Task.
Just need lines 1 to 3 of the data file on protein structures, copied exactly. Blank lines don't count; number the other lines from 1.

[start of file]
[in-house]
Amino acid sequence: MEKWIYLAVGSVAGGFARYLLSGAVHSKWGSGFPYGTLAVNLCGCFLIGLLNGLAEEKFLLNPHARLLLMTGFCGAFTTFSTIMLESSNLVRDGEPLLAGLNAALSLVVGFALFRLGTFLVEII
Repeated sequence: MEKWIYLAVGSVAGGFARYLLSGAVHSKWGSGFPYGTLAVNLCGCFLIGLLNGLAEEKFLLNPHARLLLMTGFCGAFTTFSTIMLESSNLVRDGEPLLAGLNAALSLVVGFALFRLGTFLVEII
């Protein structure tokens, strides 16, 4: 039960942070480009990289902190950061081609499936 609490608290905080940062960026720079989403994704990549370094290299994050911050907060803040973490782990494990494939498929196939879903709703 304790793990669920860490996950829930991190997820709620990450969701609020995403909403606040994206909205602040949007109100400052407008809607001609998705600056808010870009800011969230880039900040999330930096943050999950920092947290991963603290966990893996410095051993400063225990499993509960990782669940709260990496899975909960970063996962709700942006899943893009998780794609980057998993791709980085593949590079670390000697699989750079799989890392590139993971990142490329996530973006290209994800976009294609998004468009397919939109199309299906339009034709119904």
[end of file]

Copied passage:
[in-house]
Amino acid sequence: MEKWIYLAVGSVAGGFARYLLSGAVHSKWGSGFPYGTLAVNLCGCFLIGLLNGLAEEKFLLNPHARLLLMTGFCGAFTTFSTIMLESSNLVRDGEPLLAGLNAALSLVVGFALFRLGTFLVEII
Repeated sequence: MEKWIYLAVGSVAGGFARYLLSGAVHSKWGSGFPYGTLAVNLCGCFLIGLLNGLAEEKFLLNPHARLLLMTGFCGAFTTFSTIMLESSNLVRDGEPLLAGLNAALSLVVGFALFRLGTFLVEII